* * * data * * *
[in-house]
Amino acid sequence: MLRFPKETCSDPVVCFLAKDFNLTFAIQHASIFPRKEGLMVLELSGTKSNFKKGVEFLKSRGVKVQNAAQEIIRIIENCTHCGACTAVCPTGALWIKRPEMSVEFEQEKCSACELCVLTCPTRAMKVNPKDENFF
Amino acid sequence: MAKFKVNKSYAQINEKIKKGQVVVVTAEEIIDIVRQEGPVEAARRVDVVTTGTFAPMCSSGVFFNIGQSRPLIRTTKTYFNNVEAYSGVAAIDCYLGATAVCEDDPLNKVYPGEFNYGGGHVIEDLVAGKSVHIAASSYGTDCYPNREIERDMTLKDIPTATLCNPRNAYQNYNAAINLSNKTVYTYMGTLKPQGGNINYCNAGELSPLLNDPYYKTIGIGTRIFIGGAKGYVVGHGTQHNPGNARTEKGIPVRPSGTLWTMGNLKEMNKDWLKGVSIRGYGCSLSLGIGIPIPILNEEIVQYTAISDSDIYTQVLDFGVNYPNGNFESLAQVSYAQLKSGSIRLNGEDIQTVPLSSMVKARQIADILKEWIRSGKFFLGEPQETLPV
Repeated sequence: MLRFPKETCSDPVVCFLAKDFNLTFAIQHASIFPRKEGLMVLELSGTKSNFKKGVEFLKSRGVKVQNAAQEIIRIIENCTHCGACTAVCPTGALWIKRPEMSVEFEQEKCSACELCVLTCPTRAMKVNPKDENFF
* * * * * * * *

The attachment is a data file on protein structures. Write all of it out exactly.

[in-house]
Amino acid sequence: MLRFPKETCSDPVVCFLAKDFNLTFAIQHASIFPRKEGLMVLELSGTKSNFKKGVEFLKSRGVKVQNAAQEIIRIIENCTHCGACTAVCPTGALWIKRPEMSVEFEQEKCSACELCVLTCPTRAMKVNPKDENFF
Amino acid sequence: MAKFKVNKSYAQINEKIKKGQVVVVTAEEIIDIVRQEGPVEAARRVDVVTTGTFAPMCSSGVFFNIGQSRPLIRTTKTYFNNVEAYSGVAAIDCYLGATAVCEDDPLNKVYPGEFNYGGGHVIEDLVAGKSVHIAASSYGTDCYPNREIERDMTLKDIPTATLCNPRNAYQNYNAAINLSNKTVYTYMGTLKPQGGNINYCNAGELSPLLNDPYYKTIGIGTRIFIGGAKGYVVGHGTQHNPGNARTEKGIPVRPSGTLWTMGNLKEMNKDWLKGVSIRGYGCSLSLGIGIPIPILNEEIVQYTAISDSDIYTQVLDFGVNYPNGNFESLAQVSYAQLKSGSIRLNGEDIQTVPLSSMVKARQIADILKEWIRSGKFFLGEPQETLPV
Repeated sequence: MLRFPKETCSDPVVCFLAKDFNLTFAIQHASIFPRKEGLMVLELSGTKSNFKKGVEFLKSRGVKVQNAAQEIIRIIENCTHCGACTAVCPTGALWIKRPEMSVEFEQEKCSACELCVLTCPTRAMKVNPKDENFF